Potter was logger, longshoreman
Jerry Potter, a timber faller and millhand who moved here during a lull in the Oregon logging industry in 1960, died July 5 at Bartlett Regional Hospital in Juneau. He was 86 and suffered complications of congestive heart failure.
Potter was born April 10, 1927, in Old Kettle Falls, Wash. to Louie and Georgia Potter. When his parents divorced, he lived with his father in Coos Bay and Portland, Ore.
He dropped out of school after eighth grade and at age 17 found work aboard merchant ships that were supplying Navy vessels, serving in engine rooms and sailing the West Coast and Aleutian Islands for three years.
He married Bonnie Shimmin on Aug. 9, 1947. He worked in the woods as a logger and in a plywood mill in Lebanon, Ore. Chasing an interest apparently sparked by his earlier trip to Alaska, Potter flew to Fairbanks in 1960 on a promise of work, but it didn’t pan out. Instead, he met Jerry Strong of Haines, who told him of work here.
Within days of arriving, he phoned his wife and told her to bring their four children North from Pedee, Ore. The family flew into Juneau on a float plane and lived downtown until about 1965, when Potter bought 20 acres of property at 31 Mile Haines Highway from “Doc” Allen.
Potter operated equipment for state road crews in the early 1960s, clearing the highway with a grader as far north as 75 Mile Haines Highway, said daughter Sharon Cobos. He also worked as a logger, millhand and longshoreman, retiring from dock work in 1992 as union steward.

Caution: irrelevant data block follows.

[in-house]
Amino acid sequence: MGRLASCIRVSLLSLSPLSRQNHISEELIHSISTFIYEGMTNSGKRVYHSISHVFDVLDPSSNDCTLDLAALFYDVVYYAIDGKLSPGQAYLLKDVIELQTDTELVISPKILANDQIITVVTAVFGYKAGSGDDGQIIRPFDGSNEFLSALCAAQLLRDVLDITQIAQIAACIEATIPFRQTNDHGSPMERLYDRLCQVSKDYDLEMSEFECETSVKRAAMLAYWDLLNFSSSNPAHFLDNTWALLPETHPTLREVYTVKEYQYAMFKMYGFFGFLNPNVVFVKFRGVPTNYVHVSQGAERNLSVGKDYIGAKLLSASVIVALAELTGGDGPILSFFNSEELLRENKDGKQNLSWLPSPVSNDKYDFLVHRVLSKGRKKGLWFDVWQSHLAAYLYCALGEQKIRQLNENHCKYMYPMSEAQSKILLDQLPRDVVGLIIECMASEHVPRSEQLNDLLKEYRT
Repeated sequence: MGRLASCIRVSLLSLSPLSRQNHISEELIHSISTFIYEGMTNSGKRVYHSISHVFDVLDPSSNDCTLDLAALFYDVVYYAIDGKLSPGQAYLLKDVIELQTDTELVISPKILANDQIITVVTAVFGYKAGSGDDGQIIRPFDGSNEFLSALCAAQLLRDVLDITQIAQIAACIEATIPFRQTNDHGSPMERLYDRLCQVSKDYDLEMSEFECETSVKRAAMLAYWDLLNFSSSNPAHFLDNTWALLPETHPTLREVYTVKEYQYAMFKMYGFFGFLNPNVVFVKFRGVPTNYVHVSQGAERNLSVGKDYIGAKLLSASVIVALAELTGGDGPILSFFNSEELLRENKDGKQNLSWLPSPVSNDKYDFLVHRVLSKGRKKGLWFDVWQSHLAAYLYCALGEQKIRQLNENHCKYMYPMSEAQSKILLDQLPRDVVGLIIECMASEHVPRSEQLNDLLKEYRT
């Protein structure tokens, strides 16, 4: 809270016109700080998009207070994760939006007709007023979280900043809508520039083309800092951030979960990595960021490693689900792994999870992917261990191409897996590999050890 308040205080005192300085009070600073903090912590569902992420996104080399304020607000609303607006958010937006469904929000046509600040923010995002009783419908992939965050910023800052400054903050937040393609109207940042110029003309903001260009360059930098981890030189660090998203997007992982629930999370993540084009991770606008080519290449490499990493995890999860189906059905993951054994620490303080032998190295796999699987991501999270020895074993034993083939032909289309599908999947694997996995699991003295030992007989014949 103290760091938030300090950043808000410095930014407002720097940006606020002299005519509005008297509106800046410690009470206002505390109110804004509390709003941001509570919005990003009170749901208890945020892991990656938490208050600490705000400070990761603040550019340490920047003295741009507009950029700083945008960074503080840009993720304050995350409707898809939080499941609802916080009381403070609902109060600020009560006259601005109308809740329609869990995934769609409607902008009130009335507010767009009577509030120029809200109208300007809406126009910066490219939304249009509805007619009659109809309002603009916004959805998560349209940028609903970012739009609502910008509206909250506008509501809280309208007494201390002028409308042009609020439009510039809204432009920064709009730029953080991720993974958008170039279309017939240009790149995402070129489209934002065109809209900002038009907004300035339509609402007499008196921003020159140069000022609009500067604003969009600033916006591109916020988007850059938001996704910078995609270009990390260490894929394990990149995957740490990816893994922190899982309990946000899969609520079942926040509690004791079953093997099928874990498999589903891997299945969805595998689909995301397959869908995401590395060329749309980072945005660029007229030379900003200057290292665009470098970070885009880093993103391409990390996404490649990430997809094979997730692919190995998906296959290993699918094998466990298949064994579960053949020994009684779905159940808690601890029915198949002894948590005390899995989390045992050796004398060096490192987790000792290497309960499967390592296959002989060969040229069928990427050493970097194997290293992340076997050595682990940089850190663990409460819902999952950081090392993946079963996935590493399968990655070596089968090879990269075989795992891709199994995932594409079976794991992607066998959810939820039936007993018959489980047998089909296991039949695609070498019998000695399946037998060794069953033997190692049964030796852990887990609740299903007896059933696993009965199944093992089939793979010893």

He operated a feed store at his highway property he called the “Lime Queen Ranch” and put in a big garden every year where he grew potatoes, broccoli, kale, asparagus and carrots. “What we couldn’t use he’d give to neighbors and bring to the Senior Center. He brought a lot of supplies to them,” Cobos said.
Potter was an avid reader who especially liked science fiction and held strong opinions, Cobos said. “We didn’t talk religion or politics. We were on opposite sides of the fence. But he had a dry sense of humor. He was funny.” When his newly arrived family was living above the hardware store on Main Street, Potter drew for his wife a detailed map of how to get to the restaurant across the street, Cobos said.
Potter took flying lessons and at one time owned a plane, fulfilling one of his two life’s dreams. The other was living in Alaska, she said.
Potter enjoyed woodworking and made jewelry boxes, including some heart-shaped ones for friends and family. “All the grandkids have one,” daughter Cobos said.
Family members held a graveside service at Jones Point Cemetery July 9, against Potter’s wishes. “He didn’t want any kind of service. I told him that was for the living, not for him,” Cobos said.
Potter was preceded in death by wife Bonnie and sons Roger and Paul. He is survived by brother Bill Potter of Seattle, Wash.; son Mike Potter of Haines, Sharon Cobos of Keizer, Ore., and by seven grandchildren and about 18 great-grandchildren.